While in the midst of my crash dieting, I have developed some hilariously random cravings. Super fluffy pita bread has been one of those. About a year ago, I had dinner with my friends in downtown LA, at a restaurant called Girl and the Goat(which is best known for their flagship in Chicago, and being owned by Top Chef winner and Iron Chef, Stephanie Izard!). And on their menu was this suuuuuper fluffy pita bread. The exterior was light, pillow-y, and spongy, while also having a nice smokiness from being baked in a woodfire oven. The interior, as all good pita should be, was nonexistent, making it the perfect vehicle for the suckling pig we ordered with it. I literally devoured it on its own, because of how delicious it was. And since 2/3rds of my meals nowadays consist of of either spinach smoothies or chicken breast and kale salads, that definitely contributes to my cravings for carbs. There have been dark, dark moments where I could flip a table for a platter full of pita from Girl and the Goat. And that was where I got the idea to make my own!
For the bread itself, I do have familiarity with making na’an, so I approached it in a similar fashion. The key to a really good pita is that it puffs up, and is almost completely hollow in the middle, which is what I was aiming for. I actually had to run a few tests on these, because my first batch did not quite turn out like how I would have liked. While I rested the dough enough, a combination of how I rolled and cooked the dough resulted in pitas that were either burnt and barely puffed, or completely raw and dense. I found that with my recipe, by dividing the dough into three pitas, rolled out to about 6 inches(if you don’t have a ruler, but have an iPhone, just know iPhones are about 6 inches in length so you can just use that as a reference when rolling out your breads!), resulted in pita that was more to my liking. More to my liking in that it was soft and fluffy, while baked all the way through, with just a few speckles of brown on the exterior, instead of it being burnt like my first few attempts(RIP). I wanted this bread to be very light and soft to the touch, almost like a really warm wool blanket. That and because it was really cold when I was testing this recipe, and wanted super warm bread to keep my fingers from freezing off. I ran a couple of tests using yogurt and just plain water, but I found that the cultures of the yogurt resulted in a softer bread with a spongier texture that I just preferred.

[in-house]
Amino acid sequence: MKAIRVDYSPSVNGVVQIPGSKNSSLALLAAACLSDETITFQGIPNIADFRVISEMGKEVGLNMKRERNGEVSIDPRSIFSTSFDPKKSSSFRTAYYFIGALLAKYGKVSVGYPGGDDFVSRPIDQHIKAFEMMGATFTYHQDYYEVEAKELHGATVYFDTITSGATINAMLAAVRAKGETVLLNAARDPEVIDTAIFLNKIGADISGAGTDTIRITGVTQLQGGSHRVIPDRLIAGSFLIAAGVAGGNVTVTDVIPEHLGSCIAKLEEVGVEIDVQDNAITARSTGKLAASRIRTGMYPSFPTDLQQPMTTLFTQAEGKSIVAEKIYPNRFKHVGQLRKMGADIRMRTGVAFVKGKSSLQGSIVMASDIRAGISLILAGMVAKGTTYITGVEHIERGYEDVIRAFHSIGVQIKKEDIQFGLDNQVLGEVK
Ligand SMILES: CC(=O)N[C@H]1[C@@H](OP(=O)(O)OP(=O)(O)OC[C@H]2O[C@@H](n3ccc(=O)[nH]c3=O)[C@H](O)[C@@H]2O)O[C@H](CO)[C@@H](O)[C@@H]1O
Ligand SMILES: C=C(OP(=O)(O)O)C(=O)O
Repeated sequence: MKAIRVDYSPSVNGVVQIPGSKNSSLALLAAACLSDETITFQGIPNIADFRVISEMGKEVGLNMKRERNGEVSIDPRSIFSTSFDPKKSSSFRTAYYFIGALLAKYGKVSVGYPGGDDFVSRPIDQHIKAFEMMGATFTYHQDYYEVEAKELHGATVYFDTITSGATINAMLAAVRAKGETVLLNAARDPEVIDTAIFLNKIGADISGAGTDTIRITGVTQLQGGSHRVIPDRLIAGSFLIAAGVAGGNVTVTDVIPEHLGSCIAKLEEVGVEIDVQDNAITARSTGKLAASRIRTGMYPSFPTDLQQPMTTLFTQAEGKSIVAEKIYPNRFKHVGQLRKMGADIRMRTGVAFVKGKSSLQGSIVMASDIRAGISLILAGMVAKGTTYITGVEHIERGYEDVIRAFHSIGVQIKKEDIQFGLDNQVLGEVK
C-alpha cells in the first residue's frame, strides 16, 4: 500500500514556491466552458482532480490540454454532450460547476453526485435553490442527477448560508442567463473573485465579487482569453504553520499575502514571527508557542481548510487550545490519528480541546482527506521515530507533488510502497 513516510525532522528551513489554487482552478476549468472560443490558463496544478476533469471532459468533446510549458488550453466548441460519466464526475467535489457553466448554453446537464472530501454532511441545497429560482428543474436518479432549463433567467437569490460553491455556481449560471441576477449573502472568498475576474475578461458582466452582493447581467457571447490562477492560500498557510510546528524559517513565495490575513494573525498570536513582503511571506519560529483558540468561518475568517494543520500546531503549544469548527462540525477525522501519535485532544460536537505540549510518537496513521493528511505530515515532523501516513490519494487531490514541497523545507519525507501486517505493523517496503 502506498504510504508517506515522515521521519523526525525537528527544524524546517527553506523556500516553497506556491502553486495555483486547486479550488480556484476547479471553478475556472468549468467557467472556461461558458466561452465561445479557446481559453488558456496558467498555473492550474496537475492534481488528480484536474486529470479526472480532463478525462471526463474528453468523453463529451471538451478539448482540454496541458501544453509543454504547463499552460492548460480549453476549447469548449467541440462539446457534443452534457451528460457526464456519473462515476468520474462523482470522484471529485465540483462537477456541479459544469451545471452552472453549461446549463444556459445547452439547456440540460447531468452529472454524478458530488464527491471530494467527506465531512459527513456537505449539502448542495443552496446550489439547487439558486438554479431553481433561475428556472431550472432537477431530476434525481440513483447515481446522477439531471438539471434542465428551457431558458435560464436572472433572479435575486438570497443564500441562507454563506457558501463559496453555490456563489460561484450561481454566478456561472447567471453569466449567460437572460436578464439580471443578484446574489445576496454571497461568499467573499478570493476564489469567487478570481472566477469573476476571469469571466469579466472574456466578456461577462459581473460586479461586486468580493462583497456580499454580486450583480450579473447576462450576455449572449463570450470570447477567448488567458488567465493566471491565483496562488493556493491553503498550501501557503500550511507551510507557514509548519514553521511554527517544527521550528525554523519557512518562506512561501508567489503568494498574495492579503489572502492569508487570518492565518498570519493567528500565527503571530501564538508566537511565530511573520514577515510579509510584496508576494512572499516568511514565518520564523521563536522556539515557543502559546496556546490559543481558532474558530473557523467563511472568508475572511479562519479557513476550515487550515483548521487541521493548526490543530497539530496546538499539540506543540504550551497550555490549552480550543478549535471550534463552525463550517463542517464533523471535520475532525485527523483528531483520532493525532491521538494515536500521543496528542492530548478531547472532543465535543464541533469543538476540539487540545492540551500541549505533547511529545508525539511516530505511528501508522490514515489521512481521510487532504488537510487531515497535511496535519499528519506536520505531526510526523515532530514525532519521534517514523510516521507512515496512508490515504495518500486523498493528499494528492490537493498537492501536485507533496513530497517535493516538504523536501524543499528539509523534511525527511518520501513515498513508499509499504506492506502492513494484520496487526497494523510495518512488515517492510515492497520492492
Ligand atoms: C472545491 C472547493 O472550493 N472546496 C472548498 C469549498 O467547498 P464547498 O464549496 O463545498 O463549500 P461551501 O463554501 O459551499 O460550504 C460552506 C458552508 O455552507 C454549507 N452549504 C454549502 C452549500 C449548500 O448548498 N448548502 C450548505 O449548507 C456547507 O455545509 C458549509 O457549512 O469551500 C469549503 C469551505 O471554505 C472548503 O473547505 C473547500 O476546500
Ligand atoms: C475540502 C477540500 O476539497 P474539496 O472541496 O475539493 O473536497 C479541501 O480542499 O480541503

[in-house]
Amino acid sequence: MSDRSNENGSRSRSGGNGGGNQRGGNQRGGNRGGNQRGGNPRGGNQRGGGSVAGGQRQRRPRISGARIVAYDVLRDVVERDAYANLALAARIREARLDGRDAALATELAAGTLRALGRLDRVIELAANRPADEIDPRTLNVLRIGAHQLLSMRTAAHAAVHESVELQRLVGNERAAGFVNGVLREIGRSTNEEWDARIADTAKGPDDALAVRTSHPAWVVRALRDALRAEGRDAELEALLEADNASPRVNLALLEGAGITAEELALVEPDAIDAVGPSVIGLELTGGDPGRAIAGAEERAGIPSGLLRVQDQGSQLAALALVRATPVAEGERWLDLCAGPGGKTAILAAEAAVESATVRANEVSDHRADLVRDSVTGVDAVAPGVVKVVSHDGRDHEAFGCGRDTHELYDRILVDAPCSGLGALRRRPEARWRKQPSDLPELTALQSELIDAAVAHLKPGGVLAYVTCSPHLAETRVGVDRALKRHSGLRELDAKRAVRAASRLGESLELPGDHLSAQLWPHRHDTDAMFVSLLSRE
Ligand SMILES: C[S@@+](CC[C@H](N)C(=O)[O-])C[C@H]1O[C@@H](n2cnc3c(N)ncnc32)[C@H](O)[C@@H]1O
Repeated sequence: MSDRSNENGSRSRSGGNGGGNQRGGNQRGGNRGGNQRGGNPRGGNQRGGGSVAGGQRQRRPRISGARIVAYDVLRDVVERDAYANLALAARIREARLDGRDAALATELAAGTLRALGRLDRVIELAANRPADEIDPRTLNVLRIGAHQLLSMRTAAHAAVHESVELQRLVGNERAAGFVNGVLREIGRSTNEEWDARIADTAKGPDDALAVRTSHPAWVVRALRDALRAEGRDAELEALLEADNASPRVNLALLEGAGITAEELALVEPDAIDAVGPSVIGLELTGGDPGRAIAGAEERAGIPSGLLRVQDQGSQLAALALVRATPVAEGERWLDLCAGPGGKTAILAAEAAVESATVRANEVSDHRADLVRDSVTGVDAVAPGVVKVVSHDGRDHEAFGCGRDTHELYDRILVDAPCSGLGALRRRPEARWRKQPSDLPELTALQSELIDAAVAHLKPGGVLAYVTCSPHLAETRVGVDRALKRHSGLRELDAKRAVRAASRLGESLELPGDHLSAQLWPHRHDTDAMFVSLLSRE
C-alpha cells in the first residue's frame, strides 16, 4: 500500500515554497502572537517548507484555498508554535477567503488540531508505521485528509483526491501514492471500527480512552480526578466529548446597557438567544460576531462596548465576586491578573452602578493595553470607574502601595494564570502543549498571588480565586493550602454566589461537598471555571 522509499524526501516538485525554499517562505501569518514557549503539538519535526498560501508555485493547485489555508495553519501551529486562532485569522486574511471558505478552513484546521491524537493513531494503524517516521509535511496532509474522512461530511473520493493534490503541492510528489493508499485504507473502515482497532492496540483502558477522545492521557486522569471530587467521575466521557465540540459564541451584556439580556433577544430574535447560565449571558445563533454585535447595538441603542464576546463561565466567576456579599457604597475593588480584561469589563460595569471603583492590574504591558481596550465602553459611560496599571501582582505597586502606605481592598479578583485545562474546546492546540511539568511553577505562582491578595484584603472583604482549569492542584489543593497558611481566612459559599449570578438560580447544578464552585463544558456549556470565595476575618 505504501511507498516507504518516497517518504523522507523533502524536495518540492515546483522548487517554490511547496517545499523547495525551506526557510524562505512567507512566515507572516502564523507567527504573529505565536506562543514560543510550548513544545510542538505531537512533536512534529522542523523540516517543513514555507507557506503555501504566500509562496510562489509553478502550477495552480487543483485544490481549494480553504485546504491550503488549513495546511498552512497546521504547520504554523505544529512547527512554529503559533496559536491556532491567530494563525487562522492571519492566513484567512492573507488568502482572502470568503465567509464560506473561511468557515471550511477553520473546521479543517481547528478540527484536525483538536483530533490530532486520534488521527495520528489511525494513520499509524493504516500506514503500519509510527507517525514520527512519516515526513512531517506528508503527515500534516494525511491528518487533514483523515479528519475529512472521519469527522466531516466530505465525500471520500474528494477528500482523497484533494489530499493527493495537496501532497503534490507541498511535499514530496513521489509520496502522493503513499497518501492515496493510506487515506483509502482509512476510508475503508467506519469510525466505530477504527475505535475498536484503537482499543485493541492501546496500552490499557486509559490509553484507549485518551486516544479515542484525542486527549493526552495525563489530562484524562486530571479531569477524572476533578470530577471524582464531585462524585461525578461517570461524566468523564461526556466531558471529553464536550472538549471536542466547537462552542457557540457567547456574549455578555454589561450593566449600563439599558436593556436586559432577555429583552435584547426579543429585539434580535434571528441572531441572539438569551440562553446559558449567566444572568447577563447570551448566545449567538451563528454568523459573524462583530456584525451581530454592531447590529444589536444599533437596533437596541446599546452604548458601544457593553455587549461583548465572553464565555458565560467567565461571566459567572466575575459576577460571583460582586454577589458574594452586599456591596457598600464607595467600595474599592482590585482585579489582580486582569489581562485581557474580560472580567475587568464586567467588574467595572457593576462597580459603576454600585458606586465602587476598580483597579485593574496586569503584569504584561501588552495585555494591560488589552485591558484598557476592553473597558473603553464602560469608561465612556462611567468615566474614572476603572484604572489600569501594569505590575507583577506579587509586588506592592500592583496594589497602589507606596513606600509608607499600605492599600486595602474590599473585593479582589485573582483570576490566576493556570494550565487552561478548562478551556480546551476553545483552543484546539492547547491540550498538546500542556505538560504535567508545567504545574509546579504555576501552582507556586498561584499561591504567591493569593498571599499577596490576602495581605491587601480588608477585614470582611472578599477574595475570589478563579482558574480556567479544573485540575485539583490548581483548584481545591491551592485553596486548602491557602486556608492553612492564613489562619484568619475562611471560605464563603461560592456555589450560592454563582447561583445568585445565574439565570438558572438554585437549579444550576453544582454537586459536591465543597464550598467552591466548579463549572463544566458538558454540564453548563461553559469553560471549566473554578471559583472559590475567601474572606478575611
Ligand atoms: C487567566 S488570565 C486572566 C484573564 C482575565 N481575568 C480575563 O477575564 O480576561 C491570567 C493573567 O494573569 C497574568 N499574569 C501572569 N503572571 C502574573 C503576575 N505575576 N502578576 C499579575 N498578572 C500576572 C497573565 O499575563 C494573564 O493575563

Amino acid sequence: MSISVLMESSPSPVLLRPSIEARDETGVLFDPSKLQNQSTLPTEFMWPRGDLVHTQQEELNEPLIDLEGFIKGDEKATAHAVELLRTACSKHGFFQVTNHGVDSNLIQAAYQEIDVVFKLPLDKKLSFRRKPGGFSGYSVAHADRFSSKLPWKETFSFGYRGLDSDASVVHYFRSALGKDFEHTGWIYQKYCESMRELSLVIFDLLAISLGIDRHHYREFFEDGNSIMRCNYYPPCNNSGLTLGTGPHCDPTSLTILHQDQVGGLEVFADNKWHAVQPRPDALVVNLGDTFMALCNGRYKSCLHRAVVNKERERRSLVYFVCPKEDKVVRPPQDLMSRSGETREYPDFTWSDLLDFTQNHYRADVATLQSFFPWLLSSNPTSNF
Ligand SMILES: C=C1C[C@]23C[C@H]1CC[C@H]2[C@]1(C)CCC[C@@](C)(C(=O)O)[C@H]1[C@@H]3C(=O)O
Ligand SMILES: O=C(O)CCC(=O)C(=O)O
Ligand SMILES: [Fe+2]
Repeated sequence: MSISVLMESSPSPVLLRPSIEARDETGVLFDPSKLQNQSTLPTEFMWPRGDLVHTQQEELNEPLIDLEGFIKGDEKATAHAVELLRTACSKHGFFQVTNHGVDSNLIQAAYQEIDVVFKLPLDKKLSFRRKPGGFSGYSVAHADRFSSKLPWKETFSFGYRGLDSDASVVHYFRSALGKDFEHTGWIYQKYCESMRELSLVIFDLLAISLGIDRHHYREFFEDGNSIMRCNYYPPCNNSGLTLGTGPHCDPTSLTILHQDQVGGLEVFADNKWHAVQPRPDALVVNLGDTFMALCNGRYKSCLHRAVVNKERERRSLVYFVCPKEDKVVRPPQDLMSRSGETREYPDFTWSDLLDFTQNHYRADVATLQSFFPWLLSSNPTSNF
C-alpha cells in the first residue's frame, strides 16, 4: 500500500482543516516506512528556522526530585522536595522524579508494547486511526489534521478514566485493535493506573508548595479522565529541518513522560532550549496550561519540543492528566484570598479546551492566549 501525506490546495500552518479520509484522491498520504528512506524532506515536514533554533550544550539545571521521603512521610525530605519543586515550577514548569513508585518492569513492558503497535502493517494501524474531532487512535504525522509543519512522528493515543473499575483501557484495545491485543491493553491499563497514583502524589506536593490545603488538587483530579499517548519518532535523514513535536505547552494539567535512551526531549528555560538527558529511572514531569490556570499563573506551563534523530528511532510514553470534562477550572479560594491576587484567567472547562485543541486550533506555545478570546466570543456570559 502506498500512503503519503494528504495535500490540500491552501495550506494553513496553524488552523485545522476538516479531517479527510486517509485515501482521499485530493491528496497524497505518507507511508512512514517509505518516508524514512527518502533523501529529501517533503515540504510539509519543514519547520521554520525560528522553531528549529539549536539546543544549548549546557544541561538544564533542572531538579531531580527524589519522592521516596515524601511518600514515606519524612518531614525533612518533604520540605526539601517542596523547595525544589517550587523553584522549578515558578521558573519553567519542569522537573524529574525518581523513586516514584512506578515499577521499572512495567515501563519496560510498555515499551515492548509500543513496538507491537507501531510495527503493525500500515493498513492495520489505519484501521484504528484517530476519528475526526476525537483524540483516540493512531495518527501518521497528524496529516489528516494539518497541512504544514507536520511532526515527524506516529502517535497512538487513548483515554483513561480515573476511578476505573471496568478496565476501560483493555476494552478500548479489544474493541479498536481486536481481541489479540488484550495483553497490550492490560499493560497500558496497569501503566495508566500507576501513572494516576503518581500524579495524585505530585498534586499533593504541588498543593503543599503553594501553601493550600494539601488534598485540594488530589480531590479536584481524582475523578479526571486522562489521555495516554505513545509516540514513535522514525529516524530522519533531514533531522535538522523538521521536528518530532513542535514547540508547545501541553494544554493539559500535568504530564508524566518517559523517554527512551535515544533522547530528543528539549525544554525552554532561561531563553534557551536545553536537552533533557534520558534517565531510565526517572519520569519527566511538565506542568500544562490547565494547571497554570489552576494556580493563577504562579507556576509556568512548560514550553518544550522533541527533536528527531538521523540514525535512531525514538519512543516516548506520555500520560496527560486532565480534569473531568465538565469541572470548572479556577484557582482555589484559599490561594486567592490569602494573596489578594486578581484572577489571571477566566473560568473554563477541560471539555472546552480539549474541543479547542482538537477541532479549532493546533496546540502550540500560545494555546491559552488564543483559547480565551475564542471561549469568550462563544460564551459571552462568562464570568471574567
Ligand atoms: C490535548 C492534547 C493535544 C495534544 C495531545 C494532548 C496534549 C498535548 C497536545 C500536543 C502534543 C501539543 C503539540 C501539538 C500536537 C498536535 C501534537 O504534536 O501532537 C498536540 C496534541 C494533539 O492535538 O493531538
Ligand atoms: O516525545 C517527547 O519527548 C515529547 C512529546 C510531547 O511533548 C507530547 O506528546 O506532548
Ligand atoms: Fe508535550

Now for some science, because I did a fairly extensive amount of research on pita prior to making it myself. What I found was the reason for why pita puffs is amount of moisture inside of the dough vs the gluten content vs the heat at which it is cooked at. The dough naturally contains moisture from being made with yogurt and olive oil, while the gluten, proteins formed from kneading flour with water, is what holds that moisture in. When exposed to high enough heat, the moisture in the dough begins to evaporate rapidly, causing the dough to puff up, while the glutens contain that, forming a shell around the evaporating or expanding gases, creating this balloon-like effect! It is quite similar to the science behind choux pastry, which is used to make cream puffs! There is an argument about using yeast vs yogurt, and even some pita recipes are just as simple as flour, water, and olive oil! For me, I went with yogurt in mine, since I wanted there to be some cultures, but I did not want to bust open a packet of yeast for such a small amount of dough. Plus the yogurt creates a spongier texture too that I prefer with this kind of bread!
Makes 3 pitas:
1 cup all-purpose flour(traditional pita uses whole wheat, so you can sub it out with this as well!)
1/2 cup Greek yogurt
1 tbsp olive oil
a pinch of salt
Mix ingredients together to form a smooth and supple dough. Knead the dough until it springs back when pressed down. Divide the dough into 3 pieces and roll each piece out on a lightly oiled surface to about 6 inches in diameter. Cover with cling film and refrigerate for at least 30 minutes(the longer you rest it, the more flavorful the dough will become!). Allow the dough to rest at room temperature for at least 5 minutes. Heat up an oven to 500 degrees F with either a cast iron or a pizza stone in it. Once the oven is preheated, lower the temperature to 475 degrees F. One at a time, place a pita onto the baking surface, and bake, with the oven closed, for 90 seconds. Then flip and cook for another minute. Keep the baked pitas covered with a clean towel so that they do not dry out as they cool down. Serve with hummus, or olive oil and sumac while still warm, or store in an airtight container and freeze them!